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Solving the Wicked Problem of Domestic Violence

Solving the wicked problem to empower women to flee domestic violence and find safe shelter.


One in four women will expierence domestic or dating violence in her life time. One reason for such high numbers of abuse rates is that the problem lies deeply rooted in gender inequality. While domestic violence does not see a gender, it’s important to know that violence against women stems from men having power over women.

Women in abusive relationships can face years of abuse, getting more violent over time. Being manipulated and/or isolated from loved ones, a woman trying to flee may not be aware of all of her options.

Problem Statement:

“Gender inequality promotes domestic violence”

My Process:

I followed a process called the Systematic Approach to Design, a process based off of Design Thinking Principals. This process is beneficial when the problem, or final product is not clearly defined.

Wicked Problems are systematic problems that cannot be solved by one solution. By nature wicked problems are:

  • Reactive
  • Never-ending
  • And Multi-threaded

01 Definition:

  • Design Problem Statement
  • How Might We Question
  • Explanation of Problem’s Significance


In the definition stage of the project I worked on clearly understand the wicked problem. I started off with some high level research to prove yes in fact domestic violence is a problem in North America. And yes design thinking principals can be applied to a solution.

I stated with a design problem statement to direct my research. Research provided more insight into the problem, and I became more empathetic towards women fleeing abusive relationships. At this time I zoomed into solving the problem for women fleeing, and created a How Might We Question. HMW Questions prepare the design thinker for a more innovative solution based off of users specific needs.

02 Discovery:

  • Quantitive + Qualitative Data
  • User Research
  • Design Values
  • Empathy Maps
  • Personas


Creating Design Values at the Beginning of the process grows empathy for the people effected by domestic violence.

Design Values impact the project in several productive ways. When the final solution isn’t defined, design values can provide a guideline of how to shape your solution. These values encouraged me to put the people effected by domestic violence at the heart of every decision made during the process. And empathy brings out the emotion in design, that will add a unique perspective to solving the problem. In creating design values, I learnt more about who I am as a designer.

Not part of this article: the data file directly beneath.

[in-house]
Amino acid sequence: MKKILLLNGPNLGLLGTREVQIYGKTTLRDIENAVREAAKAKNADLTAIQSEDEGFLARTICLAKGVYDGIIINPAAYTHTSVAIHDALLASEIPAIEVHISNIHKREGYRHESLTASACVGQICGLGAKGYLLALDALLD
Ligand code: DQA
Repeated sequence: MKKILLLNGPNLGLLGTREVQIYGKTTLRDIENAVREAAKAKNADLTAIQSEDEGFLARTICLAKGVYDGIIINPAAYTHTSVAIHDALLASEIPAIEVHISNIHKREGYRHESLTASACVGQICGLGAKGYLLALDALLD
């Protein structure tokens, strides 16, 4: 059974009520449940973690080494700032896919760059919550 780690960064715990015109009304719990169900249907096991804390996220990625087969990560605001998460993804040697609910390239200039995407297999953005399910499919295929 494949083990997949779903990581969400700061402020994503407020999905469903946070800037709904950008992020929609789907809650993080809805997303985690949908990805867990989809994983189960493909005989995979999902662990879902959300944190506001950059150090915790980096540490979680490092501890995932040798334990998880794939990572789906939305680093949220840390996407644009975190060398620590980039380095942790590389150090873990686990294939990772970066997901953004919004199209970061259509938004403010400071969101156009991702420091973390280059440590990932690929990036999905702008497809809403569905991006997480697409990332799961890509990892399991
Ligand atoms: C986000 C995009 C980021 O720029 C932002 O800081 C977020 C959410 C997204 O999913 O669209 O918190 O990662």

03 Divergence:

  • Looking at other industries for inspiration.
  • Transformation Design


To Diverge and come up with the right solution, I looked at a variety of industries to glean insight from the way they empower people, and challenge new ways of thought in their communities.

At the beginning of the divergence phase I asked myself two questions: 1. How do organizations empower people in their communities? 2. How do people inspire change of thought?

I was able to explore all sorts of industries. Not all of my findings held much value. And sometimes I felt like I was moving further away from a possible solution. However I did find great inspiration in the groups listed below:

Linguist - Julia Penelope challenged a new way of thought by stating the way we speak with natural language encourages victim blaming. Our sentence structure doesn’t allow for the dominant group to consider their dominance. e.g: I When the dominant group (men) hears the term “women’s issue”. The term implies it’s only issues that effect women. The dominant group can check out, as this is an area that doesn’t involve men. However if we changed our language the way Julia suggests the term would read “women issues are caused by men”. By adding the cause to the subject we force a paradigm shift. The dominant group’s attention is now focus on their privilege.

Taddy Blecher’s Education System empowers students to enrol in education programs. Once a student has graduated from the program, and only when they’ve gained employment — they would pay the tuition for another student. This creating empowerment to seek education for South Africa’s youth.

Sick Boy Podcast destigmatizes the boundaries around discussing the truths about illness. In each episode the hosts interview someone living with an illness to encourage healthy open conversations about it.

HackerYou empowers students to take control of their education and kickstart a career in the tech industry. Mentors are assigned to each program, to aid in learning from the perspective of an alumni. And “bootcamp buddies” are assigned to new students to act as a point in contact for extra circular questions/life advice. Aiding in students taking control of their career, the curriculum is condensed and created to give students necessary skills to make it in the industry quickly.